Featured Research

from universities, journals, and other organizations

Drug-resistant MRSA bacteria: Here to stay in both hospital and community

Date:
March 15, 2013
Source:
Princeton University
Summary:
The drug-resistant bac­te­ria known as MRSA, once con­fined to hos­pi­tals but now wide­spread in com­mu­ni­ties, will likely con­tinue to exist in both set­tings as sep­a­rate strains, accord­ing to a new study.

A col­orized scan­ning elec­tron micro­graph of a white blood cell eat­ing an antibi­otic resis­tant strain of Staphy­lo­coc­cus aureus bac­te­ria, com­monly known as MRSA.
Credit: National Insti­tute of Allergy and Infec­tious Dis­eases (NIAID)

The drug-resistant bac­te­ria known as MRSA, once con­fined to hos­pi­tals but now wide­spread in com­mu­ni­ties, will likely con­tinue to exist in both set­tings as sep­a­rate strains, accord­ing to a new study.

The pre­dic­tion that both strains will coex­ist is reas­sur­ing because pre­vi­ous pro­jec­tions indi­cated that the more inva­sive and fast-growing com­mu­nity strains would over­take and elim­i­nate hos­pi­tal strains, pos­si­bly pos­ing a threat to pub­lic health.

Researchers at Prince­ton Uni­ver­sity used math­e­mat­i­cal mod­els to explore what will hap­pen to com­mu­nity and hos­pi­tal MRSA strains, which dif­fer genet­i­cally. Orig­i­nally MRSA, which is short for methicillin-resistant Staphy­lo­coc­cus aureus, was con­fined to hos­pi­tals. How­ever, community-associated strains emerged in the past decade and can spread widely from per­son to per­son in schools, ath­letic facil­i­ties and homes.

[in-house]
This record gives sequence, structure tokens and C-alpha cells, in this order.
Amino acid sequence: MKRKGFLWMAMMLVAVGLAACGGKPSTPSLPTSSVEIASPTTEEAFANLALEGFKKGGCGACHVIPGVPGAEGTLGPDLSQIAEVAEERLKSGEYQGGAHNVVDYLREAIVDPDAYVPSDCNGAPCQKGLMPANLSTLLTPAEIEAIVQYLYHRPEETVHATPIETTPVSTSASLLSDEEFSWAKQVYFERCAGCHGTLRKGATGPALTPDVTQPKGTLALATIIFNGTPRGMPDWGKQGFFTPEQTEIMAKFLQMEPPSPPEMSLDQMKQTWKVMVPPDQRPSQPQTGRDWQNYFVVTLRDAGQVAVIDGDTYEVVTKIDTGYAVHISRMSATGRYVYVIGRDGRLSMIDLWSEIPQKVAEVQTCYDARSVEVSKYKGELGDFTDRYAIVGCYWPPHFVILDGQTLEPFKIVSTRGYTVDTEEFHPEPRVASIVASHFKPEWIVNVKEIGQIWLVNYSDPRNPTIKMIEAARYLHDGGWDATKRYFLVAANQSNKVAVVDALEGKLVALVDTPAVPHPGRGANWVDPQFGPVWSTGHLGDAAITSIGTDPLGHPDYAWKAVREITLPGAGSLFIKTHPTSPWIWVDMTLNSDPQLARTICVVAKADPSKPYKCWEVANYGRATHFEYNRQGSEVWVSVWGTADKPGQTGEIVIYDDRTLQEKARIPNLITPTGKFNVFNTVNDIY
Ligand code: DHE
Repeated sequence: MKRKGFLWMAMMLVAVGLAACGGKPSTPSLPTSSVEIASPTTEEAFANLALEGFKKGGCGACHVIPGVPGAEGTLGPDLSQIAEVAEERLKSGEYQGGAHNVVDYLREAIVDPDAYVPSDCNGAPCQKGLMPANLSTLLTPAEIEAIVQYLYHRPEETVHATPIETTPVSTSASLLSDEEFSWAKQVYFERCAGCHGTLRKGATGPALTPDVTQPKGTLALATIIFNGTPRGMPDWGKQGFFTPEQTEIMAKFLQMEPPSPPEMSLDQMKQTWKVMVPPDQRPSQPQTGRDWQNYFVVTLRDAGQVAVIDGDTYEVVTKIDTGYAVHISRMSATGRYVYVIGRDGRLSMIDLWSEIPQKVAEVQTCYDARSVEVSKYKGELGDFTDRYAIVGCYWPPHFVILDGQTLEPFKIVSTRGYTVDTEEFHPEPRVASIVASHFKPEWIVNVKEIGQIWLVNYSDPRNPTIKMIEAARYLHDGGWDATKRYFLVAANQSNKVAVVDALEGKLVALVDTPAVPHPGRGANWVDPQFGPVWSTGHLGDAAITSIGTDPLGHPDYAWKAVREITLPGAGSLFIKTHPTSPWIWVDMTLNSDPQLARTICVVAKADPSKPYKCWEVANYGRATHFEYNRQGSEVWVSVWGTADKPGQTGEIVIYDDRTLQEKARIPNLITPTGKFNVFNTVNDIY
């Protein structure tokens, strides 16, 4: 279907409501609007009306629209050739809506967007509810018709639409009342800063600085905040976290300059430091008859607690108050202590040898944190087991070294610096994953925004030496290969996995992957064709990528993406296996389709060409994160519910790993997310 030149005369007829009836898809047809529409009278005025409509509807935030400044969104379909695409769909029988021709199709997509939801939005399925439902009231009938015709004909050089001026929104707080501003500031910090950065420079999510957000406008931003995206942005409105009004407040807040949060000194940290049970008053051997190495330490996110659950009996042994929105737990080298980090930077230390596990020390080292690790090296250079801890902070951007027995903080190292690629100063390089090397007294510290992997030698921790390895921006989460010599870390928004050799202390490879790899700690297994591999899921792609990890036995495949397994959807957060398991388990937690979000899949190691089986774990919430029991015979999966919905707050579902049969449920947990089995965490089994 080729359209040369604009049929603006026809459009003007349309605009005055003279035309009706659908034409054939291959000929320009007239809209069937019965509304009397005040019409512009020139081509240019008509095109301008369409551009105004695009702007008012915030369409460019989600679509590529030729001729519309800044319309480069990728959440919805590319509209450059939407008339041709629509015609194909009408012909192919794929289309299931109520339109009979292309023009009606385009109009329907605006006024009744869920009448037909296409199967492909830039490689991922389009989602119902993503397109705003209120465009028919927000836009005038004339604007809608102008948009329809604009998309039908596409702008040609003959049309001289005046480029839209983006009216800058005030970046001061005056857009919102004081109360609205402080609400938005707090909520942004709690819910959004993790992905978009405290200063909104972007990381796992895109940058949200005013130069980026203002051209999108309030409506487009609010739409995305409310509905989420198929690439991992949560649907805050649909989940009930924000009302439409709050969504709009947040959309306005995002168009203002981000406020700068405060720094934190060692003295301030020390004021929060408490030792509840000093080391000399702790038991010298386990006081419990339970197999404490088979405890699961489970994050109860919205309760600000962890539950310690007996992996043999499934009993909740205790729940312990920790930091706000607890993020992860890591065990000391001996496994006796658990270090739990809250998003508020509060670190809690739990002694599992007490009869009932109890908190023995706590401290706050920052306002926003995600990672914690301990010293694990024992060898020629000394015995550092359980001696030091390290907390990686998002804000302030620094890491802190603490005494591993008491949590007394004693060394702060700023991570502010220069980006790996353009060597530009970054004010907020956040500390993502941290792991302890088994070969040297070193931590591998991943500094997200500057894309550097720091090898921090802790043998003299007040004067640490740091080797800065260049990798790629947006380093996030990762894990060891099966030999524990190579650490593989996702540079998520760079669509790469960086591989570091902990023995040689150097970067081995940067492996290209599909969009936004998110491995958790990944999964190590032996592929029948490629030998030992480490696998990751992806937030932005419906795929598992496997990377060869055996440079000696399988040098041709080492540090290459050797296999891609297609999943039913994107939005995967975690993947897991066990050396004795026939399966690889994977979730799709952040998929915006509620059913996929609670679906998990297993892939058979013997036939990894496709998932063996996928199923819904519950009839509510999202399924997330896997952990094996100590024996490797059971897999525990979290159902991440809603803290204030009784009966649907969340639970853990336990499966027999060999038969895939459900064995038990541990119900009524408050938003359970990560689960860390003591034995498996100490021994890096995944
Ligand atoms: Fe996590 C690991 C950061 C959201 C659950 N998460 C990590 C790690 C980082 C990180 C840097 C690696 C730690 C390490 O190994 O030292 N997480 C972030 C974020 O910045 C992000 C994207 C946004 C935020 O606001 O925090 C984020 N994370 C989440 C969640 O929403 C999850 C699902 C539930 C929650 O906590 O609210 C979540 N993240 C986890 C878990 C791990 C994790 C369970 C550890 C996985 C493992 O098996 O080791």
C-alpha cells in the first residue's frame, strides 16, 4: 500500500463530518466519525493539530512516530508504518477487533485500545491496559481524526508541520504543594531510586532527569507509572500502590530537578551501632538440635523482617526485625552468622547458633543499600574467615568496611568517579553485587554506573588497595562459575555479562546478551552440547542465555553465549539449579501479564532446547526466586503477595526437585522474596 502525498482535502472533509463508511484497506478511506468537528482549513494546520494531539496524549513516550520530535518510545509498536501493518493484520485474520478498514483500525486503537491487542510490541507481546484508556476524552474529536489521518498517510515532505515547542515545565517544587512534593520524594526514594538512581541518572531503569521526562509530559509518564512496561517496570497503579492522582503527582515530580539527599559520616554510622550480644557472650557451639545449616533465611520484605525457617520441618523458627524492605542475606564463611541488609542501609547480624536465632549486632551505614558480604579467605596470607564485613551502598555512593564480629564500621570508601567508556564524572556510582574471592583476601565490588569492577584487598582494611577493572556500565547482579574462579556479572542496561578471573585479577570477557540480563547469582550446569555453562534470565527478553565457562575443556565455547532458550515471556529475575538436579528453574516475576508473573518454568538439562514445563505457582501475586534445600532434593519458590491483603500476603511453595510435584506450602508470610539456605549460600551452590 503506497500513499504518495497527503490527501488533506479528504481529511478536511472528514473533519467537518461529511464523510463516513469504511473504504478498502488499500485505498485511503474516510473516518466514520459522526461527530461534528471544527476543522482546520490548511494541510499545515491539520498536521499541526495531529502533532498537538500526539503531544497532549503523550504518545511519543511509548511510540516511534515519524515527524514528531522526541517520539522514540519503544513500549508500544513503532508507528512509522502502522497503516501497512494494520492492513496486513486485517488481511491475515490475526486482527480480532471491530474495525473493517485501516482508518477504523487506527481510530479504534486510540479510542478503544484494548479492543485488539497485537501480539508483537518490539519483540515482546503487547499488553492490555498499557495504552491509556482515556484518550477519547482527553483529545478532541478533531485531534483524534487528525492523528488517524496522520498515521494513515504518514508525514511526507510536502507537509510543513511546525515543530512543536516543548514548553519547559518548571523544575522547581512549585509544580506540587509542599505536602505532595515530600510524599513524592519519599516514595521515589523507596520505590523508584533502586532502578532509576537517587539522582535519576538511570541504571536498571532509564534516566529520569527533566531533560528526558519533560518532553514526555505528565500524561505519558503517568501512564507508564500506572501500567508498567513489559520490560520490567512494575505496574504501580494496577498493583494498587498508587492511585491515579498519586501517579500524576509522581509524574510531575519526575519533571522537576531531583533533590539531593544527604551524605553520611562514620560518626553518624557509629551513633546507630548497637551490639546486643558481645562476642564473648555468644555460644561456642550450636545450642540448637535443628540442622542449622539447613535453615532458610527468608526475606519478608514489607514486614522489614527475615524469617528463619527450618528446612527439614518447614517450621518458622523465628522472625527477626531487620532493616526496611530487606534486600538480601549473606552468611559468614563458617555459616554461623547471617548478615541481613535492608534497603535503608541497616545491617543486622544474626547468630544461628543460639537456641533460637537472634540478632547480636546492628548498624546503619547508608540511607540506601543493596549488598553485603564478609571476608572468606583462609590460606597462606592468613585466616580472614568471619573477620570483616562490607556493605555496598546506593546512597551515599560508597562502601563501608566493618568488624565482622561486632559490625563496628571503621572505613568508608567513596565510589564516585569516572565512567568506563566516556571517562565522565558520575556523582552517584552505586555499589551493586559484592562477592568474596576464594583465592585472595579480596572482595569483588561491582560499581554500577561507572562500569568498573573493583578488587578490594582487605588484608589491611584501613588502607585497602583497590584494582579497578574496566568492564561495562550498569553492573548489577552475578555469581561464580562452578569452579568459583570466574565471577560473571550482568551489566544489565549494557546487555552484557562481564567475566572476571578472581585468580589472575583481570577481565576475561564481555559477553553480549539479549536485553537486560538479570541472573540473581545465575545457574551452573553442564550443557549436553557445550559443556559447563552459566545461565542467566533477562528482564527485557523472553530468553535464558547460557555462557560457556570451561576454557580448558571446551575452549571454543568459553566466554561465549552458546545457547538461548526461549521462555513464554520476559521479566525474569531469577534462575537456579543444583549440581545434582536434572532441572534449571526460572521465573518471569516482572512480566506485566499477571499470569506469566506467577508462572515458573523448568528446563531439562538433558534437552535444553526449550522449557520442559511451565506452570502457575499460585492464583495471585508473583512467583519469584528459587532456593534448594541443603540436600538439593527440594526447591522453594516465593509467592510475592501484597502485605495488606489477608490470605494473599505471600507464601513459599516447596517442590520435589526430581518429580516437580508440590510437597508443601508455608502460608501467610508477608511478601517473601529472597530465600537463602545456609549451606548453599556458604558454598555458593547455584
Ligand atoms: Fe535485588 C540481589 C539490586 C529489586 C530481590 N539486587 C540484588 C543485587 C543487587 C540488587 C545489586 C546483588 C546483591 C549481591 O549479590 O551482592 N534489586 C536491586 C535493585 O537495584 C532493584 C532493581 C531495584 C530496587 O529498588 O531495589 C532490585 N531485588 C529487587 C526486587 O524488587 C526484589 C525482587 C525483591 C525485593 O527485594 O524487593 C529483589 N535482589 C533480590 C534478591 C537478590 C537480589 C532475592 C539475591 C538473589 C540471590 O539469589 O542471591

Both com­mu­nity and hos­pi­tal strains cause dis­eases rang­ing from skin and soft-tissue infec­tions to pneu­mo­nia and sep­ticemia. Hos­pi­tal MRSA is resis­tant to numer­ous antibi­otics and is very dif­fi­cult to treat, while com­mu­nity MRSA is resis­tant to fewer antibiotics.

The new study found that these dif­fer­ences in antibi­otic resis­tance, com­bined with more aggres­sive antibi­otic usage pat­terns in hos­pi­tals ver­sus the com­mu­nity set­ting, over time will per­mit hos­pi­tal strains to sur­vive despite the com­pe­ti­tion from com­mu­nity strains. Hospital-based antibi­otic usage is likely to suc­cess­fully treat patients infected with com­mu­nity strains, pre­vent­ing the new­comer strains from spread­ing to new patients and gain­ing the foothold they need to out-compete the hos­pi­tal strains.

The researchers made their pre­dic­tions by using math­e­mat­i­cal mod­els of MRSA trans­mis­sion that take into account data on drug-usage, resis­tance pro­files, person-to-person con­tact, and patient age.

Pub­lished Feb­ru­ary 28 in the jour­nal PLOS Pathogens, the study was con­ducted by post­doc­toral researcher Roger Kouyos, now a scholar at the Uni­ver­sity of Zurich, and Eili Klein, a grad­u­ate stu­dent who is now an assis­tant pro­fes­sor in the Johns Hop­kins School of Med­i­cine. They con­ducted the work under the advise­ment of Bryan Gren­fell, Princeton's Kathryn Briger and Sarah Fen­ton Pro­fes­sor of Ecol­ogy and Evo­lu­tion­ary Biol­ogy and Pub­lic Affairs at Princeton's Woodrow Wil­son School of Inter­na­tional and Pub­lic Affairs.


Story Source:

The above story is based on materials provided by Princeton University. The original article was written by Catherine Zandonella. Note: Materials may be edited for content and length.


Journal Reference: